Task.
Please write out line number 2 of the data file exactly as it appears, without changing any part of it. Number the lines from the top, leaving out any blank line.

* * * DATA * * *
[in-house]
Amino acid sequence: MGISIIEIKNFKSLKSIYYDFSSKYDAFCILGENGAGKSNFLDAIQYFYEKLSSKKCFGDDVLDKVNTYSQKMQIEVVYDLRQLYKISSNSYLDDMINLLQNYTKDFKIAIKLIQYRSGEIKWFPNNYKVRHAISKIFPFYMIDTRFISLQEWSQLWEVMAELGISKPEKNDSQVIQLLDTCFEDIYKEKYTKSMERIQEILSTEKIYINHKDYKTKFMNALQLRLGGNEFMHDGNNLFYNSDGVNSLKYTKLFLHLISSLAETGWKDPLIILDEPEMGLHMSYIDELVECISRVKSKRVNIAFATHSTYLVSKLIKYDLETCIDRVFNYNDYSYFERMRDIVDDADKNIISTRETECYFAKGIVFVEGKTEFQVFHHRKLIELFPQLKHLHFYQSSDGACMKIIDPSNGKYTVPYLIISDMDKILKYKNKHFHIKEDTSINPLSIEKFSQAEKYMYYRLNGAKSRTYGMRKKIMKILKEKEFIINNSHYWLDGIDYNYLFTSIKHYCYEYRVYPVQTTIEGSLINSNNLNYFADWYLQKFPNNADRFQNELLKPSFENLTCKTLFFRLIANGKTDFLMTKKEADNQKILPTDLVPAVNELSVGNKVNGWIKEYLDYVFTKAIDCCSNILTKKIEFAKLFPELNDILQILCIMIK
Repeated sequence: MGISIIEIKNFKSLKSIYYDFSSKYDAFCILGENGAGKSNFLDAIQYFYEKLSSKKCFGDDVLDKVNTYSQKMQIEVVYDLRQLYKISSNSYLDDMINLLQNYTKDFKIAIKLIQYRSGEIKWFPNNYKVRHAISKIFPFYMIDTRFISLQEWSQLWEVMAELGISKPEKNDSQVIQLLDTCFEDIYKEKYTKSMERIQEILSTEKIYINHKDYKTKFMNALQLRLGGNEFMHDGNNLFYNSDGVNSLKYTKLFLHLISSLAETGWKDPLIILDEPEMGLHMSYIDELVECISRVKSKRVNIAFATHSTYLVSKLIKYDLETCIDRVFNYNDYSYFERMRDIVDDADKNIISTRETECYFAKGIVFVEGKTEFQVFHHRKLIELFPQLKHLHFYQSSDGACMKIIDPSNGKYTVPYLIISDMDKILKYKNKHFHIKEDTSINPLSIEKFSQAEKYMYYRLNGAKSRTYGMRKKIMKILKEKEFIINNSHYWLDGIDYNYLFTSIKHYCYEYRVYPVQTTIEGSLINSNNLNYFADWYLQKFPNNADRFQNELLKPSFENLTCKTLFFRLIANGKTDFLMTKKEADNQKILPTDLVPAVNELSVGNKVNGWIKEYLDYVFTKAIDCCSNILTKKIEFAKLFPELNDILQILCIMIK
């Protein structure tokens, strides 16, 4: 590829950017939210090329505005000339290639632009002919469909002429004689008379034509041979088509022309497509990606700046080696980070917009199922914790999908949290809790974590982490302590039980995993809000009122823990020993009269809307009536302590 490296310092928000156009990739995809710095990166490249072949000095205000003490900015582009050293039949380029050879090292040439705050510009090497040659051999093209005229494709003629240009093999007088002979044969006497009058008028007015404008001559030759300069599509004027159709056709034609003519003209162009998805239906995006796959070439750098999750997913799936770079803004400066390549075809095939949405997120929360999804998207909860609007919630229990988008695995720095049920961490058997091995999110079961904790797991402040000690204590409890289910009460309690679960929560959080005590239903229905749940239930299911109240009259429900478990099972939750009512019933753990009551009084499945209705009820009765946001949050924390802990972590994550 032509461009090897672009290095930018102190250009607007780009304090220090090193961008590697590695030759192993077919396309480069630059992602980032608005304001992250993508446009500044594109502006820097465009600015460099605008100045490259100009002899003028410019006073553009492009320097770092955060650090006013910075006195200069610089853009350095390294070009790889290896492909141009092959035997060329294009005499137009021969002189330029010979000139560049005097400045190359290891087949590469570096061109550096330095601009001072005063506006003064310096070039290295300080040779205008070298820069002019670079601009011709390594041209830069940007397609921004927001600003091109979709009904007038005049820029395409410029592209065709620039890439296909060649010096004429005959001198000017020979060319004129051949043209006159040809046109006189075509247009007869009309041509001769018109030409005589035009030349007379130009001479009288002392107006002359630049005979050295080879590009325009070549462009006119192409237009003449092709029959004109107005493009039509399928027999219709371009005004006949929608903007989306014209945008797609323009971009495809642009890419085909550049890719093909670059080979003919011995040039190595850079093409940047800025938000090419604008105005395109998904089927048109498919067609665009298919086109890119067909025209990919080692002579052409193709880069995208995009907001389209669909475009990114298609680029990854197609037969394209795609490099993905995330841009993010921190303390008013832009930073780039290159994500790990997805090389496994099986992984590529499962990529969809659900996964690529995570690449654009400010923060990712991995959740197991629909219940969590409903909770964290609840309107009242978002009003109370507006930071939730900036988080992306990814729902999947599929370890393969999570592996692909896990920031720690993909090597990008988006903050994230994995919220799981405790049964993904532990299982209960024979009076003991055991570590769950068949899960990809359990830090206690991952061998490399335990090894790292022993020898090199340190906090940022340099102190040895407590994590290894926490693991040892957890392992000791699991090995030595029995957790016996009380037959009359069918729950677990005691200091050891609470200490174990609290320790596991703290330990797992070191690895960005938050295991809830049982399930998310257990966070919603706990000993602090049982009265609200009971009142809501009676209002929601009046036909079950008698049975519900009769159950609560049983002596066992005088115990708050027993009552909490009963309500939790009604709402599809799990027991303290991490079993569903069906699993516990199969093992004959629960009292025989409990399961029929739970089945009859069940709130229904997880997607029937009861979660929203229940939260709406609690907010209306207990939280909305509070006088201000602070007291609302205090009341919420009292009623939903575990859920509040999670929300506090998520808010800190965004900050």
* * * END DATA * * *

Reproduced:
Amino acid sequence: MGISIIEIKNFKSLKSIYYDFSSKYDAFCILGENGAGKSNFLDAIQYFYEKLSSKKCFGDDVLDKVNTYSQKMQIEVVYDLRQLYKISSNSYLDDMINLLQNYTKDFKIAIKLIQYRSGEIKWFPNNYKVRHAISKIFPFYMIDTRFISLQEWSQLWEVMAELGISKPEKNDSQVIQLLDTCFEDIYKEKYTKSMERIQEILSTEKIYINHKDYKTKFMNALQLRLGGNEFMHDGNNLFYNSDGVNSLKYTKLFLHLISSLAETGWKDPLIILDEPEMGLHMSYIDELVECISRVKSKRVNIAFATHSTYLVSKLIKYDLETCIDRVFNYNDYSYFERMRDIVDDADKNIISTRETECYFAKGIVFVEGKTEFQVFHHRKLIELFPQLKHLHFYQSSDGACMKIIDPSNGKYTVPYLIISDMDKILKYKNKHFHIKEDTSINPLSIEKFSQAEKYMYYRLNGAKSRTYGMRKKIMKILKEKEFIINNSHYWLDGIDYNYLFTSIKHYCYEYRVYPVQTTIEGSLINSNNLNYFADWYLQKFPNNADRFQNELLKPSFENLTCKTLFFRLIANGKTDFLMTKKEADNQKILPTDLVPAVNELSVGNKVNGWIKEYLDYVFTKAIDCCSNILTKKIEFAKLFPELNDILQILCIMIK